In addition to creating a complete service from design through delivery, Katerra is also creating the conditions in which buildings and their parts can be assembled off-site rather than at a typical construction site. Building off-site allows for greater economies of scale, more routine operations, and better prediction of timing than bespoke construction on a specific site. This in turn promises a decrease in cost and complexity. And it can potentially address some of the more challenging social issues, such as a scarcity of affordable housing.

Getting work done

Construction managers in India complain about the difficulty of getting enough quality workers. Many skilled workers have fled to greener pastures like the Middle-Eastern Gulf. With those economies in slowdown mode, the sector is caught in labour market headwinds. Many young people don’t think of construction as an attractive option. And those who are trying to enter the industry often don’t have the skills that customers require, such as the ability to operate specialised machinery.

The industry is thus resorting to some non-traditional practices to recruit and retain skilled talent. From offering higher pay and benefits to hiring full-time employees (rather than contractors), incentives to improve these jobs have been created.

Other creative tactics include recruiting ever-younger candidates, reaching out to previously incarcerated people, focussing on veterans, and even — wait for it — making a big push to bring women into the historically male-dominated industry.

The gender gap in construction is stunning — women represent less than 10 per cent of the total construction-related workforce. When you look at on-site jobs, there’s only one woman for every 100 men! If the industry wants to address its chronic labour shortage, this might well be a good place to start. Governments should also encourage this, given their thrust on women empowerment.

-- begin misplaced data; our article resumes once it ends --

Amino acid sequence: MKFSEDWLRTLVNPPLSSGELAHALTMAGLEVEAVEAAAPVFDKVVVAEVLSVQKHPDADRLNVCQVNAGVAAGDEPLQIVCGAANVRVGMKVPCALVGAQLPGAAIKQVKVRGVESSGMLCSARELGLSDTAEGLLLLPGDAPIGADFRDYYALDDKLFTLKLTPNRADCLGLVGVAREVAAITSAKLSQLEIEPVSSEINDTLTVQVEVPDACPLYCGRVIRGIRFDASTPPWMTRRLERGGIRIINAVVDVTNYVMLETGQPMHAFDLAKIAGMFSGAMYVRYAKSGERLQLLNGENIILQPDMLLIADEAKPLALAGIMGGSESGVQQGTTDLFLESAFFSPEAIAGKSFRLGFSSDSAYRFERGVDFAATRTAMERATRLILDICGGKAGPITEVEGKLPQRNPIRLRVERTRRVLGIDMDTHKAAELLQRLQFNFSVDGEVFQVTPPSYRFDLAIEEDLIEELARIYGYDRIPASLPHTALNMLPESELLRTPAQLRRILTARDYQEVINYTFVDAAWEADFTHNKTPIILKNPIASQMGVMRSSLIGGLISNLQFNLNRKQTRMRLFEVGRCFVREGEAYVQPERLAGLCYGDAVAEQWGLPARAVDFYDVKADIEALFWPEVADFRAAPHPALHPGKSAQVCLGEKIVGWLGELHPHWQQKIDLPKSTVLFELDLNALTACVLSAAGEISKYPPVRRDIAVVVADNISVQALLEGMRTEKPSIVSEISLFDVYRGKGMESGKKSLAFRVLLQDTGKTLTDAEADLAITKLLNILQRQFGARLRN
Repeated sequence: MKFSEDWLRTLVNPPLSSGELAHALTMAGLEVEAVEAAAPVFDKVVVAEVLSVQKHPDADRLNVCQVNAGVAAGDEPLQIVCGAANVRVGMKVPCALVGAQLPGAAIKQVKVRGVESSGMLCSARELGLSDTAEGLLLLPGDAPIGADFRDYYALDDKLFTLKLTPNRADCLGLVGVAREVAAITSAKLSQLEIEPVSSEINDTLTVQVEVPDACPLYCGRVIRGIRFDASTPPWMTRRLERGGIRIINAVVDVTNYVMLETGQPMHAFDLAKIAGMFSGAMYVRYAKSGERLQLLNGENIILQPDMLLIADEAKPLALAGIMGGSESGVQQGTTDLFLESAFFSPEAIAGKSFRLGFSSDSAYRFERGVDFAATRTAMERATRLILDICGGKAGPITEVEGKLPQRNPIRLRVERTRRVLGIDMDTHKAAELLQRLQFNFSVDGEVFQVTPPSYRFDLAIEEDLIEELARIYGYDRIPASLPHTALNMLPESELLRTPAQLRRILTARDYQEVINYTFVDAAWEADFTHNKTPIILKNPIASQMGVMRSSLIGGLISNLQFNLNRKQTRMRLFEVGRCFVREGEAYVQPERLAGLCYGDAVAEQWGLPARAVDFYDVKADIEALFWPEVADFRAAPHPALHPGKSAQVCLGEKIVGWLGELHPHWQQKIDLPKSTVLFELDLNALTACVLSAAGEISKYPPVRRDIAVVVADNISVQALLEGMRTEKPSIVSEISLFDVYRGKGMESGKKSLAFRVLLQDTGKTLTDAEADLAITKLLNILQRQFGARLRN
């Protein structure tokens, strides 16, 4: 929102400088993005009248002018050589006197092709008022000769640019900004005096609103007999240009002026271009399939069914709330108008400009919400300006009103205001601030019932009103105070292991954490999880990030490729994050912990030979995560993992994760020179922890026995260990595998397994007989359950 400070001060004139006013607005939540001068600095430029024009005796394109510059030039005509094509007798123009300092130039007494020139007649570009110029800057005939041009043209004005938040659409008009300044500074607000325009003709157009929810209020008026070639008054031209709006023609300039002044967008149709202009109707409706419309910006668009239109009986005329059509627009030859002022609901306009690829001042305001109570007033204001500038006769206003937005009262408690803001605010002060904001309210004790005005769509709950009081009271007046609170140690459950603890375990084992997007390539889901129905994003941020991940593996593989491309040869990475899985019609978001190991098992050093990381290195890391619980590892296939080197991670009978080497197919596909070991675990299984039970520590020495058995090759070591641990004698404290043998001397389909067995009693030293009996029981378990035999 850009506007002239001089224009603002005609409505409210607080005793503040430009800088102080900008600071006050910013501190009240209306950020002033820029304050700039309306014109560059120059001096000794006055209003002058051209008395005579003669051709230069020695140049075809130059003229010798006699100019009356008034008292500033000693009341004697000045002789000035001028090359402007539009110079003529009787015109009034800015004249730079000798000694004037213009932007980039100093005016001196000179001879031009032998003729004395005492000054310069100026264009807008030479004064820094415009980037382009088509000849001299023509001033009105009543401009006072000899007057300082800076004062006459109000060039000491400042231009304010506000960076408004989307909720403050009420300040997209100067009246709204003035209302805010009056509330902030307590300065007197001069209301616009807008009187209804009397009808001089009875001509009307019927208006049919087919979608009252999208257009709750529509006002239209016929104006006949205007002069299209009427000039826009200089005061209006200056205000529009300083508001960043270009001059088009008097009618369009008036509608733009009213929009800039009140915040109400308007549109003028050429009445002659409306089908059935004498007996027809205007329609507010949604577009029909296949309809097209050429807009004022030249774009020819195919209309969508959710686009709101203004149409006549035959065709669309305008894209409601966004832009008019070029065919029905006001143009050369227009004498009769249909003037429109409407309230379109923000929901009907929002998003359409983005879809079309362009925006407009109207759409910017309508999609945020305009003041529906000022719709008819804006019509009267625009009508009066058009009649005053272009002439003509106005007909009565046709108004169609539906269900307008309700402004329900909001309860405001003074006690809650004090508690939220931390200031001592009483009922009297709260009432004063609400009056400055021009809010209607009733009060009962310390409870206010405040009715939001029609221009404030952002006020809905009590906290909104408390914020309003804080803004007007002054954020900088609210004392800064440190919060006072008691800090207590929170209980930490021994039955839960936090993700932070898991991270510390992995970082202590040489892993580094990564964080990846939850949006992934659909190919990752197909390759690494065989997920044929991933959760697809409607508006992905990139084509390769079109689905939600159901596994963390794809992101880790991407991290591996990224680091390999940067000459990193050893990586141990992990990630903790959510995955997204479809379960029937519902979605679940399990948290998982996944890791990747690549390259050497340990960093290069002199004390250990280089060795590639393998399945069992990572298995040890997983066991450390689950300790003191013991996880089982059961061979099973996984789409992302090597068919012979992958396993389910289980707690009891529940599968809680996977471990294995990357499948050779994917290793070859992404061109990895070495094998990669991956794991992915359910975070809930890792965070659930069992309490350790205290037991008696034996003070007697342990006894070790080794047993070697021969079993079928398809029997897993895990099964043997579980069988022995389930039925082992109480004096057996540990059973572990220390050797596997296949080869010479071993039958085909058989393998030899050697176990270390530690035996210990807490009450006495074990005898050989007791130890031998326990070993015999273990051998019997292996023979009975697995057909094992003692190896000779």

Push for growth

Industry experts suggest how such trends might all come together to create a major shift in the business of construction. When you combine excellent operational practices such as advanced technologies, with better-paying jobs and clear career growth, this can lead to significantly higher performance.

Opportunities for major improvements in the sector are around the corner, but the business leaders need to see them right. Start with focus and look to simplify process, as attempted by Katerra, and bring all the disparate elements of the system into one place.

Next, standardise and empower employees so that they can work on similar tasks in multiple locations and substitute for one another quickly. Third, cross-train employees to create more value for all stakeholders by way of new skills and better prospects.

Finally, operating with slack ensures that there are enough resources in the system for innovation to flourish and for people to engage in practices that they themselves initiate. That way the system can inspire all stakeholders.

If the construction industry can adopt these measures, it would no longer be seen as the last-resort career option for millennials.

One other complication India has to overcome is the reluctance of the incumbents to follow regulations fully. In other words, construction could be poised for a major positive inflection and help revive the economic sluggishness.

McGrath is an innovation expert and professor at Columbia University. Muneer is co-founder and chief evangelist at Medici Institute